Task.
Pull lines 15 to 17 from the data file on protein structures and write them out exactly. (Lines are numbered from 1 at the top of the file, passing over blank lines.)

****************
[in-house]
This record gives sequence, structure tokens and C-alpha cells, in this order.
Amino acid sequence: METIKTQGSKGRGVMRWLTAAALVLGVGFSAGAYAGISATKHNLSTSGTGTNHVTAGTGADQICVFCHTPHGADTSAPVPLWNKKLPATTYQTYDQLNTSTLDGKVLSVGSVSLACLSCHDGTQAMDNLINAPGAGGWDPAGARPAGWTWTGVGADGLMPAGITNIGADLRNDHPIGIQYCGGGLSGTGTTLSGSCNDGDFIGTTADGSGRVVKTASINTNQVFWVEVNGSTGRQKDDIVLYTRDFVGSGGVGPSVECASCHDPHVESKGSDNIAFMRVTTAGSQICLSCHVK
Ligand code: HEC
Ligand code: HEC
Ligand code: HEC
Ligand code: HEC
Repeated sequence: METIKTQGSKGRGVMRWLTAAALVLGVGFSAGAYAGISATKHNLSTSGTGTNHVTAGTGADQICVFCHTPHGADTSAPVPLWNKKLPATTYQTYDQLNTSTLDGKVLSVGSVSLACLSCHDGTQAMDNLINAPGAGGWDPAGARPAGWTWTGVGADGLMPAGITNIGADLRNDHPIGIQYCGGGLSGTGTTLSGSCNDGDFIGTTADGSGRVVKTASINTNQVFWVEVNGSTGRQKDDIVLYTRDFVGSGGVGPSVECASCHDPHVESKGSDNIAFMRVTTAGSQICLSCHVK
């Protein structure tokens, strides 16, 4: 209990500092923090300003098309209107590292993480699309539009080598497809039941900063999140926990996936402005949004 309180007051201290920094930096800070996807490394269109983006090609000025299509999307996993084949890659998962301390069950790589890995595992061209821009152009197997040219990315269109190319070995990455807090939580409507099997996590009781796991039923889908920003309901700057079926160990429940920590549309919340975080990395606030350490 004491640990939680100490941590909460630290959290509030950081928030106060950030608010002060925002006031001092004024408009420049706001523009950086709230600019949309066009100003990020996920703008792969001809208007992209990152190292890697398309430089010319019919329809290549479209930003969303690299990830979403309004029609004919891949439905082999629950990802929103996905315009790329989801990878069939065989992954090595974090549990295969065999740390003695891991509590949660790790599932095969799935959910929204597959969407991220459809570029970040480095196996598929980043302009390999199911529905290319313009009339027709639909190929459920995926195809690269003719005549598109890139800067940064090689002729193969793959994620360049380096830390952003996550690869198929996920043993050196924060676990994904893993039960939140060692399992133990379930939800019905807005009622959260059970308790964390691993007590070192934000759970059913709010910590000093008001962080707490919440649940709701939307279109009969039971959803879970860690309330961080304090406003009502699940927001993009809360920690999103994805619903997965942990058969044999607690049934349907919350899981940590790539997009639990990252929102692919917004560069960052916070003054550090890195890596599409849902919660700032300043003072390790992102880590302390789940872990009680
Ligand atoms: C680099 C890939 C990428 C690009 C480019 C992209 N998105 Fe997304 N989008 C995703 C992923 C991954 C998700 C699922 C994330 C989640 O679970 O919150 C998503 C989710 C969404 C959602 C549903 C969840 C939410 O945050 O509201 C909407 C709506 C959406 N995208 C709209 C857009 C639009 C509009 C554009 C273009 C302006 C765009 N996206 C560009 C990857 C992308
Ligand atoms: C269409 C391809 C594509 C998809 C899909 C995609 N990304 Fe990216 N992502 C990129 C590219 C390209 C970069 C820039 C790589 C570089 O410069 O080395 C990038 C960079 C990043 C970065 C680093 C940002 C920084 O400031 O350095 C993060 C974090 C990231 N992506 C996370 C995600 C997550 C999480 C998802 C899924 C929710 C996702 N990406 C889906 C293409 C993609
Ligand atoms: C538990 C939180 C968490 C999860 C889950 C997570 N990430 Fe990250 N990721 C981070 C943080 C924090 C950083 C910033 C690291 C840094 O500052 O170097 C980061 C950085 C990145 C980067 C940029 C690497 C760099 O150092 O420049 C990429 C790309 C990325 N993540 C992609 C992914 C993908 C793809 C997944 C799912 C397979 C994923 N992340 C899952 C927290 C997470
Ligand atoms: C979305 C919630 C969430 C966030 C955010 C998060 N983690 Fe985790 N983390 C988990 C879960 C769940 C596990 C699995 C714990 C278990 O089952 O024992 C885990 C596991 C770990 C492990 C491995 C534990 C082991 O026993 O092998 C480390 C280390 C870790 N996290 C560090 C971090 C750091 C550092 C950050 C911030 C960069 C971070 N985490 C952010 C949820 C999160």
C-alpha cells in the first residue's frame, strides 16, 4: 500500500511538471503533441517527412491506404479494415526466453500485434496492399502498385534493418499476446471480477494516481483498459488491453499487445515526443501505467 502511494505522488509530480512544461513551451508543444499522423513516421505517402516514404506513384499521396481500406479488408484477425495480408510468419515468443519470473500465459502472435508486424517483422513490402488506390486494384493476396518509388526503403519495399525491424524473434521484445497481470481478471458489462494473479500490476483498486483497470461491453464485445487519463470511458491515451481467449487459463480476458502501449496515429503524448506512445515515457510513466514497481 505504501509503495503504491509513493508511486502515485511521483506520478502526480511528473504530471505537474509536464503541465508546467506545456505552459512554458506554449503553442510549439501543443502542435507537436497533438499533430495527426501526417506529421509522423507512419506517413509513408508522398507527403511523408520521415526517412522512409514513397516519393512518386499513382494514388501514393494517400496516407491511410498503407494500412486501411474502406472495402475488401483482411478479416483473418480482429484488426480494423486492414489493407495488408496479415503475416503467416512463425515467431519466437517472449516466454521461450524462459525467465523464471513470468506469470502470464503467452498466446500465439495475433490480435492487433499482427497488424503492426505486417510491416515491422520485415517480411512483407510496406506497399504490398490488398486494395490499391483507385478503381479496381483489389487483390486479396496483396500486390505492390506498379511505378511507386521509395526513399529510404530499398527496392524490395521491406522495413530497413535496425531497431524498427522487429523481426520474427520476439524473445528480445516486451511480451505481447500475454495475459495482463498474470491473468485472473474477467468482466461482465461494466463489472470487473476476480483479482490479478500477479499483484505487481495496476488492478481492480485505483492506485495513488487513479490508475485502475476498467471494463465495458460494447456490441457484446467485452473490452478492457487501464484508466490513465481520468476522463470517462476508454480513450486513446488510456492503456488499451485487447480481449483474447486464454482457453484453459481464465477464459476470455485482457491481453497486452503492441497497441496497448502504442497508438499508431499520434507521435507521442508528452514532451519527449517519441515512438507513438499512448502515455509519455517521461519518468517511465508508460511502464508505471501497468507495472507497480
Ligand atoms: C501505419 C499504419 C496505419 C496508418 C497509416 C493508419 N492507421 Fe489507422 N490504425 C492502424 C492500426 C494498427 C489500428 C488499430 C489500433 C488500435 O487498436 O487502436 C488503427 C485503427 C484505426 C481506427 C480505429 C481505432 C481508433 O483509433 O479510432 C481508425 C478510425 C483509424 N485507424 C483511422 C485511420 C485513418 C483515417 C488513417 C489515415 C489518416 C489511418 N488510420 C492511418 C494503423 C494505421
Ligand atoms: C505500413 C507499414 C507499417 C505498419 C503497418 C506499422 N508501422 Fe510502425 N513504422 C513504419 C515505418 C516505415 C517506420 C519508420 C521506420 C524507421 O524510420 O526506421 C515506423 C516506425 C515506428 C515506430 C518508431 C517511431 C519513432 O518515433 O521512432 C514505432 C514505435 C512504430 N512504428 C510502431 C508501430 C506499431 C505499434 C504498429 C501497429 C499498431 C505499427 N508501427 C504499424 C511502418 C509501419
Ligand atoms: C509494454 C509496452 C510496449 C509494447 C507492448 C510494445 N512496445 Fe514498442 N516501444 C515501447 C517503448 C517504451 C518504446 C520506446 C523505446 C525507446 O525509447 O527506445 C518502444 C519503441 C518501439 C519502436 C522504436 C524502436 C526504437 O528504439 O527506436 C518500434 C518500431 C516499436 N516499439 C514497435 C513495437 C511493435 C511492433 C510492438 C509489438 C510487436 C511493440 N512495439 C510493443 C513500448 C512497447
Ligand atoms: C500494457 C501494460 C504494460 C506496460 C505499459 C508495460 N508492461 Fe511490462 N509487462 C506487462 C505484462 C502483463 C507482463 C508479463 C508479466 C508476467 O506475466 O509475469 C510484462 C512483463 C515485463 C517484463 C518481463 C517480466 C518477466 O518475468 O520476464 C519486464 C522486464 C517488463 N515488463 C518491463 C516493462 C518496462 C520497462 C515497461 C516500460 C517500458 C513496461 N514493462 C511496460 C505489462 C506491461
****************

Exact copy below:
Ligand atoms: C501505419 C499504419 C496505419 C496508418 C497509416 C493508419 N492507421 Fe489507422 N490504425 C492502424 C492500426 C494498427 C489500428 C488499430 C489500433 C488500435 O487498436 O487502436 C488503427 C485503427 C484505426 C481506427 C480505429 C481505432 C481508433 O483509433 O479510432 C481508425 C478510425 C483509424 N485507424 C483511422 C485511420 C485513418 C483515417 C488513417 C489515415 C489518416 C489511418 N488510420 C492511418 C494503423 C494505421
Ligand atoms: C505500413 C507499414 C507499417 C505498419 C503497418 C506499422 N508501422 Fe510502425 N513504422 C513504419 C515505418 C516505415 C517506420 C519508420 C521506420 C524507421 O524510420 O526506421 C515506423 C516506425 C515506428 C515506430 C518508431 C517511431 C519513432 O518515433 O521512432 C514505432 C514505435 C512504430 N512504428 C510502431 C508501430 C506499431 C505499434 C504498429 C501497429 C499498431 C505499427 N508501427 C504499424 C511502418 C509501419
Ligand atoms: C509494454 C509496452 C510496449 C509494447 C507492448 C510494445 N512496445 Fe514498442 N516501444 C515501447 C517503448 C517504451 C518504446 C520506446 C523505446 C525507446 O525509447 O527506445 C518502444 C519503441 C518501439 C519502436 C522504436 C524502436 C526504437 O528504439 O527506436 C518500434 C518500431 C516499436 N516499439 C514497435 C513495437 C511493435 C511492433 C510492438 C509489438 C510487436 C511493440 N512495439 C510493443 C513500448 C512497447